It seems the pressure applied by the oil and gas exploration outfits worked. Knesset members are seeking to further compromise on the country's take from natural gas finds. A compromise is in the works that would set it at only 45% to 52% of the companies' profits, compared to the 52% to 62% advised by the Sheshinski committee, which recently delivered its final recommendations on future government policy toward royalties for exploitation of natural resources.
In its interim report, the committee, headed by economist Prof. Eytan Sheshinski, had recommended that the state's take be even higher - as much as 70%.
The committee and its chairman drew criticism in the press and public for softening its recommendations in its final report.
The compromise was proposed yesterday by Likud MK Zion Fanian.
The Knesset Finance Committee is scheduled to discuss the Sheshinski committee's recommendations on Monday. Fanian, the coalition whip in the committee, recently met with Delek Group controlling shareholder Yitzhak Tshuva to discuss the recommendations.
Tshuva suggested the compromise after other committee members, including party colleague Miri Regev, objected to implementing the recommendations.
Fanian reportedly said it would be possible to get majority support for such a compromise deal; other coalition members have said over the past few days that such a deal should be reached with the gas companies.
The committee has 17 members, and eight already have said that they support the recommendations drafted by Sheshinski. They include committee chairman MK Moshe Gafni (United Torah Judaism ).
Knesset members are apparently waiting for Prime Minister Benjamin Netanyahu to signal whether he supports the recommendations.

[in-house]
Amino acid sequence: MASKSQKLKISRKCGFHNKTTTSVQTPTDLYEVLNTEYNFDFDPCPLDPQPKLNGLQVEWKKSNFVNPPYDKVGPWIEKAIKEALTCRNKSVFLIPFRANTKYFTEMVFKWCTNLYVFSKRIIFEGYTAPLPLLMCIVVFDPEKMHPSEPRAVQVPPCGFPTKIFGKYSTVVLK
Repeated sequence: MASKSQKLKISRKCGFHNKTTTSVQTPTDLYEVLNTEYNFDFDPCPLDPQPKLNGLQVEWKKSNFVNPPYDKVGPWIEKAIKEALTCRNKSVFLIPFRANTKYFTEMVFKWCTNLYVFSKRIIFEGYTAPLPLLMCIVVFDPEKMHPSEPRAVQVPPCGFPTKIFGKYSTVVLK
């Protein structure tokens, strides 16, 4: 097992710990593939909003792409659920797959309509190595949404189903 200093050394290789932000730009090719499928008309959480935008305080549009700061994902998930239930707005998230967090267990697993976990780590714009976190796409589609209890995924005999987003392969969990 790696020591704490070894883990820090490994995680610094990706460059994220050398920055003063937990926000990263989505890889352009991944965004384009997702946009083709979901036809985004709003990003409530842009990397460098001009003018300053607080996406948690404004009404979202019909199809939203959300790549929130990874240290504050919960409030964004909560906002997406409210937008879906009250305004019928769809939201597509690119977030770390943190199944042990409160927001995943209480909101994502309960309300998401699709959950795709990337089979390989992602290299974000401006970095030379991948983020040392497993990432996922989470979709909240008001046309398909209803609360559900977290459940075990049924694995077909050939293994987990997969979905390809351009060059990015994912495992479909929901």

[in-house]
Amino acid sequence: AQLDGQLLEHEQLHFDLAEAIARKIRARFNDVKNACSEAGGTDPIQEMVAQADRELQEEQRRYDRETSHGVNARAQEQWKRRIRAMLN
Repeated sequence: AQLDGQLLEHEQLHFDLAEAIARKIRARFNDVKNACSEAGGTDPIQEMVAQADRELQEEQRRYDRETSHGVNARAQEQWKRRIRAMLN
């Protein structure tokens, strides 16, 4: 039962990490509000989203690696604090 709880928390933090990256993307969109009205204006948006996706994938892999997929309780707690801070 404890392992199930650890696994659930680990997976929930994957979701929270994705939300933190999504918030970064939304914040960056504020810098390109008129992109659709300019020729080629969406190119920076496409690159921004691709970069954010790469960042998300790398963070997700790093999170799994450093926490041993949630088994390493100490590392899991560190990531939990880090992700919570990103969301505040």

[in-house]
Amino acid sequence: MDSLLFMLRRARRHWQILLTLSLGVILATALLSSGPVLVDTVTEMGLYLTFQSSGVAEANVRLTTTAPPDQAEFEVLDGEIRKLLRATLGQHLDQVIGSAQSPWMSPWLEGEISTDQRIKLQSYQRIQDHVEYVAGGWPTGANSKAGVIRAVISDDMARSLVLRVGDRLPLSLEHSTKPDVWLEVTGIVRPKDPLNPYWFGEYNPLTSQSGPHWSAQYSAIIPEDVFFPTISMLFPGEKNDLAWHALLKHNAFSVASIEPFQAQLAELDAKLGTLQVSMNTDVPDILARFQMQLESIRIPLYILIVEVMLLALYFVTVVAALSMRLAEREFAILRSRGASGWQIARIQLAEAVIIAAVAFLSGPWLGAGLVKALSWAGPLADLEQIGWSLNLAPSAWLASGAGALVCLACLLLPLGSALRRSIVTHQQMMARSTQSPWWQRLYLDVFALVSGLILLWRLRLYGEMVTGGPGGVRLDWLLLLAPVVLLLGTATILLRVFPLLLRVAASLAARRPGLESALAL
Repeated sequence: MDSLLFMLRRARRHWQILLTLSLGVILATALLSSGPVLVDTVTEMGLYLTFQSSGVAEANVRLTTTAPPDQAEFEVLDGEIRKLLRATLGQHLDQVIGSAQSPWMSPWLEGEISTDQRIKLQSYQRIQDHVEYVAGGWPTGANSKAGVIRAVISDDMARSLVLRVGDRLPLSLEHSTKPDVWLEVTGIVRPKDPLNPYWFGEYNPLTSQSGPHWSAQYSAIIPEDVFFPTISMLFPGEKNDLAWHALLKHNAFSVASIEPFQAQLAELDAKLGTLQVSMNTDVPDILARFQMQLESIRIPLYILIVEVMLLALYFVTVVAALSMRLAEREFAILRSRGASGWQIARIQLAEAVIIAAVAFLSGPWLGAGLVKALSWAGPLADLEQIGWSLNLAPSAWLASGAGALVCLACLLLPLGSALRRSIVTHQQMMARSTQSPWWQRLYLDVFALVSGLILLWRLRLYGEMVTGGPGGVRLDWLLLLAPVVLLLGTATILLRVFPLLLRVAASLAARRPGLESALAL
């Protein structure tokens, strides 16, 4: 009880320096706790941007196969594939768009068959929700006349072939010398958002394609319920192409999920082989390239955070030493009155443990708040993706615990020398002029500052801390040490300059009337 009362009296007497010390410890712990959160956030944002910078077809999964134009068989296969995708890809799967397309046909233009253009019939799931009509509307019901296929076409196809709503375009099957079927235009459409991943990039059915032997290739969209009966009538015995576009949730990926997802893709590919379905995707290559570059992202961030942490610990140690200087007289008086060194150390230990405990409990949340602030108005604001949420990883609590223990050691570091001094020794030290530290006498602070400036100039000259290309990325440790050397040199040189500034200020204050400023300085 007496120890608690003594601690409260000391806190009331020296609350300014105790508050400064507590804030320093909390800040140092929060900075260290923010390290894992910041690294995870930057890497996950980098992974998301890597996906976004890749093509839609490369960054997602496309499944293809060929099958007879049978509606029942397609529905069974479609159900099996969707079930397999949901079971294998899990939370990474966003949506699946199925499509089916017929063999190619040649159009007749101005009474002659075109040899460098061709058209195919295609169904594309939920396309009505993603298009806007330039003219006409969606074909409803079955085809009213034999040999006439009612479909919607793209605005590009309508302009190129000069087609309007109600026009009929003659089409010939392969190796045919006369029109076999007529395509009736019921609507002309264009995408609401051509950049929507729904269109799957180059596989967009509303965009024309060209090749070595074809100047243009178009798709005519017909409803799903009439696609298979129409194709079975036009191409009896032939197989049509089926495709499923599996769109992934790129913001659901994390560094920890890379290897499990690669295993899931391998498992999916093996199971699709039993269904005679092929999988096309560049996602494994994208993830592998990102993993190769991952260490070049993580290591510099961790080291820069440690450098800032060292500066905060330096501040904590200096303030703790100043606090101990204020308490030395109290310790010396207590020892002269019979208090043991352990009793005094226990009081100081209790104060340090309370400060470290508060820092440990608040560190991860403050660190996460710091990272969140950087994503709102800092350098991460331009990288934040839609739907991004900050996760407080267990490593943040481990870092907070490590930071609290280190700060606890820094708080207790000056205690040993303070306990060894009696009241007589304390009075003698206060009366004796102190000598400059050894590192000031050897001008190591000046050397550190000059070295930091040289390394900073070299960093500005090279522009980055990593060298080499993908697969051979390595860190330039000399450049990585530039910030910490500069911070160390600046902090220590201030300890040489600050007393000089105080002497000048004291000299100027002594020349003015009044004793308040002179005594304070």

Knesset Economics Committee chairman Carmel Shama-Hacohen accused some Knesset members yesterday of "acting like the gas companies' lobbyists," although he declined to name names.
"If politics overrules the Sheshinski recommendations then Finance Minister Yuval Steinitz, who initiated the committee, needs to resign," Shama-Hacohen said.Almost half support findings
These Knesset members may not have the public's backing: 48.3% of the public supports the committee's recommendations, according to a survey conducted for the government. While 26.7% of respondents said they had no opinion on the matter, another 14.3% said the recommendations are slanted in the gas companies' interest, while 10.9% said they hurt the gas companies.
The survey included 509 respondents, who are considered a representative sample of the population.
As of December, only 37% of respondents knew about the Sheshinski committee, the survey found. Now, 61% of respondents knew of its existence and what its job was.
If you eliminate the people who have no opinion on the matter, a full 65% of respondents support the Sheshinski recommendations.
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